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13.8 Examples of Aromatic Compounds

  • Page ID
    28344
  • Aromatic Compound with a single ring

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    Aromatic Compounds with more than one ring

    Benzene rings may be joined together (fused) to give larger polycyclic aromatic compounds. A few examples are drawn below, together with the approved numbering scheme for substituted derivatives. The peripheral carbon atoms (numbered in all but the last three examples) are all bonded to hydrogen atoms. Unlike benzene, all the C-C bond lengths in these fused ring aromatics are not the same, and there is some localization of the pi-electrons.

    The six benzene rings in coronene are fused in a planar ring; whereas the six rings in hexahelicene are not joined in a larger ring, but assume a helical turn, due to the crowding together of the terminal ring atoms. This helical configuration renders the hexahelicene molecule chiral, and it has been resolved into stable enantiomers.

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    Aromatic Heterocycles

    Many unsaturated cyclic compounds have exceptional properties that we now consider characteristic of "aromatic" systems. The following cases are illustrative:

    Compound

    Structural
    Formula

    Reaction
    with Br2

    Thermodynamic
    Stabilization

    1,3-Cyclopentadiene

    Addition ( 0 ºC )

    Slight

    1,3,5-Cycloheptatriene

    Addition ( 0 ºC )

    Slight

    1,3,5,7-Cyclooctatetraene

    Addition ( 0 ºC )

    Slight

    Benzene

    Substitution

    Large

    Pyridine

    Substitution

    Large

    Furan

    Substitution ( 0 ºC )

    Moderate

    Pyrrole

    Substitution

    Moderate

    Benzene is the archetypical aromatic compound. It is planar, bond angles=120º, all carbon atoms in the ring are sp2 hybridized, and the pi-orbitals are occupied by 6 electrons. The aromatic heterocycle pyridine is similar to benzene, and is often used as a weak base for scavenging protons. Furan and pyrrole have heterocyclic five-membered rings, in which the heteroatom has at least one pair of non-bonding valence shell electrons. By hybridizing this heteroatom to a sp2 state, a p-orbital occupied by a pair of electrons and oriented parallel to the carbon p-orbitals is created. The resulting planar ring meets the first requirement for aromaticity, and the π-system is occupied by 6 electrons, 4 from the two double bonds and 2 from the heteroatom, thus satisfying the Hückel Rule.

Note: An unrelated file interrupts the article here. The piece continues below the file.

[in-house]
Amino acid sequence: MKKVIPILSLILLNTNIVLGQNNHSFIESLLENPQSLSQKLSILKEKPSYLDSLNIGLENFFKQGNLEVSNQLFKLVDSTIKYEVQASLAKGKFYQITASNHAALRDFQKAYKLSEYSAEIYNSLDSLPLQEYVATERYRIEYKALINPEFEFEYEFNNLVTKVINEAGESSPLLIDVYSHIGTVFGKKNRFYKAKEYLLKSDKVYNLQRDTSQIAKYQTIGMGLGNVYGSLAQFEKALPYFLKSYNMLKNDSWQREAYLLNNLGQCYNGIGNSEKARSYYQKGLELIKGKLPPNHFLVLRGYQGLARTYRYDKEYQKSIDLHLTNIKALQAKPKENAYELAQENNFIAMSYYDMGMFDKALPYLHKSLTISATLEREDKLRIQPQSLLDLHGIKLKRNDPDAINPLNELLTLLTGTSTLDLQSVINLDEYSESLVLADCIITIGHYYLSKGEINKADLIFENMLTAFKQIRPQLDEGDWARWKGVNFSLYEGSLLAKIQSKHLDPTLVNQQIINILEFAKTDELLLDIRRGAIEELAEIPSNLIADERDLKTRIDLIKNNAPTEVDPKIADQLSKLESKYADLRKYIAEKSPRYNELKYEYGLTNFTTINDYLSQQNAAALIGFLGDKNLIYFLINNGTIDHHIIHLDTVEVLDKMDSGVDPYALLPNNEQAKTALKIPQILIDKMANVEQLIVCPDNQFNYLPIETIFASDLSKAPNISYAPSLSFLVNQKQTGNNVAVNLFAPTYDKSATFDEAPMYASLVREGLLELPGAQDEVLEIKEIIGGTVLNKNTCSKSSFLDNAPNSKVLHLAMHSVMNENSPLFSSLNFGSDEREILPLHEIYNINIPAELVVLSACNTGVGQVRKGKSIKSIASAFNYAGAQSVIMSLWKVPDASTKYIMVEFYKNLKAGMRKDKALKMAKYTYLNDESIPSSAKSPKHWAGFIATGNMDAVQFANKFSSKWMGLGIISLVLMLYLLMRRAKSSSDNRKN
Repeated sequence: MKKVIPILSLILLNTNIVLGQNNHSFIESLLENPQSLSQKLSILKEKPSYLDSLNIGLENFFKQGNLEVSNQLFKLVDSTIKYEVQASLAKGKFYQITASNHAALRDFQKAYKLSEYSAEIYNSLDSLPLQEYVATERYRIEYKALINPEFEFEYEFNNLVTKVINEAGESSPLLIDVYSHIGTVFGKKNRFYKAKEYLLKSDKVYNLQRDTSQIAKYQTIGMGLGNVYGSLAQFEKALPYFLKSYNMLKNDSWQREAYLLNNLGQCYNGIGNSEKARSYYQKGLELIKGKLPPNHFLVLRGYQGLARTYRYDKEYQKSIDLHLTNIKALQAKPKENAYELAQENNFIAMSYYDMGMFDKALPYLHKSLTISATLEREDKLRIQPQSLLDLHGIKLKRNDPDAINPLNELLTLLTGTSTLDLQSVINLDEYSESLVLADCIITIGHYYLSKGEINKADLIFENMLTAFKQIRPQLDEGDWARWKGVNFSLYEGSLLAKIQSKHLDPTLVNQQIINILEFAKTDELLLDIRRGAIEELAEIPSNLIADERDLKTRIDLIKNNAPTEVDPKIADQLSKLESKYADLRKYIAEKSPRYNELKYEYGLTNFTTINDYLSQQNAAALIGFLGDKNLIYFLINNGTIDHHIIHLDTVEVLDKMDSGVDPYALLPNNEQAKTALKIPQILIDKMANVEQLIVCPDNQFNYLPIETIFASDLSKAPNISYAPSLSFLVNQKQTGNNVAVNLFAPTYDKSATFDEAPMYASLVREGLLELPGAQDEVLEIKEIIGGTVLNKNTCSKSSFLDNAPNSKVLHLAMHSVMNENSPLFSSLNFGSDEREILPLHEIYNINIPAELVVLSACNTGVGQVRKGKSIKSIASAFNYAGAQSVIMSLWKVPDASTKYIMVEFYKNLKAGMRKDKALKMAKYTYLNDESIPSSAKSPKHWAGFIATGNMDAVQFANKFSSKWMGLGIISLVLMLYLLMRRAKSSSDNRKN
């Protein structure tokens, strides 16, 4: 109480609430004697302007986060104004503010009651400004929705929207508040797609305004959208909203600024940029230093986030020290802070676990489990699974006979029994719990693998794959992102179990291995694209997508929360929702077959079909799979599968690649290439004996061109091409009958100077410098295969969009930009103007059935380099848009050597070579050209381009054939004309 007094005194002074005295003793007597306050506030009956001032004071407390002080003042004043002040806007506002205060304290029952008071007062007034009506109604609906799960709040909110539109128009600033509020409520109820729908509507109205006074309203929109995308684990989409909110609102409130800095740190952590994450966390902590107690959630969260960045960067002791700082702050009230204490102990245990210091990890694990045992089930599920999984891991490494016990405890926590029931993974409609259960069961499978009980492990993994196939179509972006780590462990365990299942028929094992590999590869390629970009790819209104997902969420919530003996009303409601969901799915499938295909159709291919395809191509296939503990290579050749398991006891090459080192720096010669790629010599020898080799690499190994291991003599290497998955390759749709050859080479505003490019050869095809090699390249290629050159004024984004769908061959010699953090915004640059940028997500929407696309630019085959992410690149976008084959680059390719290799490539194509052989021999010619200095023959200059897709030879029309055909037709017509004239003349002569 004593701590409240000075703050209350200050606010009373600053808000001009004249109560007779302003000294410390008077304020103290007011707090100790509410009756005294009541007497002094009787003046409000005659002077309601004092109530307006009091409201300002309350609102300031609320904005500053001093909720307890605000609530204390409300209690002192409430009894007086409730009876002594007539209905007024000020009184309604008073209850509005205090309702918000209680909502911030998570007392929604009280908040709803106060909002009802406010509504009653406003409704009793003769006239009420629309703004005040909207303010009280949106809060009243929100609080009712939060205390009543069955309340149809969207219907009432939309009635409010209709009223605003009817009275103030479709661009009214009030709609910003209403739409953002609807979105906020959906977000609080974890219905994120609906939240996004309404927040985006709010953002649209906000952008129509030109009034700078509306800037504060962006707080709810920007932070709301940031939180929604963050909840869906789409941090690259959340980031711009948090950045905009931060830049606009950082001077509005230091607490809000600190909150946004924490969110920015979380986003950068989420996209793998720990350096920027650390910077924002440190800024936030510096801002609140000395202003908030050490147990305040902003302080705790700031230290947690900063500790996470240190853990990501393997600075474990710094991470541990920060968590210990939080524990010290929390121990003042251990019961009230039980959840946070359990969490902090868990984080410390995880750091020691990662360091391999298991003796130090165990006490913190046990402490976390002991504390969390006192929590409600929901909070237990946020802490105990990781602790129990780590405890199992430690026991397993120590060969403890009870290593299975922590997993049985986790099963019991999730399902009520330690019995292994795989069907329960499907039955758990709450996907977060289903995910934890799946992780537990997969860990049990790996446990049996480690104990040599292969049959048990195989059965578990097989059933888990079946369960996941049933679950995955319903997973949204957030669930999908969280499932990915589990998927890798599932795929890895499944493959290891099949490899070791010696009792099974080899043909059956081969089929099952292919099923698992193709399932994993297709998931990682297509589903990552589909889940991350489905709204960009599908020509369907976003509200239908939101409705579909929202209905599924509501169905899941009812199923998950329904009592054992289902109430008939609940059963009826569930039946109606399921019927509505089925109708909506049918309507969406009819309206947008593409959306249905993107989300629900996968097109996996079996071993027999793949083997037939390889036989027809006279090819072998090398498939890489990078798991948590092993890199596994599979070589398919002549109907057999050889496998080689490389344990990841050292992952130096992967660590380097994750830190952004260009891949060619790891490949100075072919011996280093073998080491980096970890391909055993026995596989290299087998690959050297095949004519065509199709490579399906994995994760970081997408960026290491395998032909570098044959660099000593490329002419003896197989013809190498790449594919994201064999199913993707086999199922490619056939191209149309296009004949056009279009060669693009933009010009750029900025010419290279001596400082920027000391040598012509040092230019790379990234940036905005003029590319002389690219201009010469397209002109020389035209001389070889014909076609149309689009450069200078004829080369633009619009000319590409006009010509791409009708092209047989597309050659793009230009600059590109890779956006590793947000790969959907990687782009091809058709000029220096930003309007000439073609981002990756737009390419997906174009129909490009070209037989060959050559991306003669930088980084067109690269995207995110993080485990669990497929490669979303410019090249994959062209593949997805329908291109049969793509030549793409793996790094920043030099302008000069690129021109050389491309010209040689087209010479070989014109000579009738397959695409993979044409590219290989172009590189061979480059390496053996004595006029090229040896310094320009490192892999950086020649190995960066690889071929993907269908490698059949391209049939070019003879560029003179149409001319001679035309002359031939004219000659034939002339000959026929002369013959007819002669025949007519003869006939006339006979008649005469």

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    Four illustrative examples of aromatic compounds are shown above. The sp2 hybridized ring atoms are connected by brown bonds, the π-electron pairs and bonds that constitute the aromatic ring are colored blue. Electron pairs that are not part of the aromatic π-electron system are black. The first example is azulene, a blue-colored 10 π-electron aromatic hydrocarbon isomeric with naphthalene. The second and third compounds are heterocycles having aromatic properties. Pyridine has a benzene-like six-membered ring incorporating one nitrogen atom. The non-bonding electron pair on the nitrogen is not part of the aromatic π-electron sextet, and may bond to a proton or other electrophile without disrupting the aromatic system. In the case of thiophene, a sulfur analog of furan, one of the sulfur electron pairs (colored blue) participates in the aromatic ring π-electron conjugation. The last compound is imidazole, a heterocycle having two nitrogen atoms. Note that only one of the nitrogen non-bonding electron pairs is used for the aromatic π-electron sextet. The other electron pair (colored black) behaves similarly to the electron pair in pyridine.

    Charged Aromatic Compounds

    Carbanions and carbocations may also show aromatic stabilization. Some examples are:

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    The three-membered ring cation has 2 π-electrons and is surprisingly stable, considering its ring strain. Cyclopentadiene is as acidic as ethanol, reflecting the stability of its 6 π-electron conjugate base. Salts of cycloheptatrienyl cation (tropylium ion) are stable in water solution, again reflecting the stability of this 6 π-electron cation.

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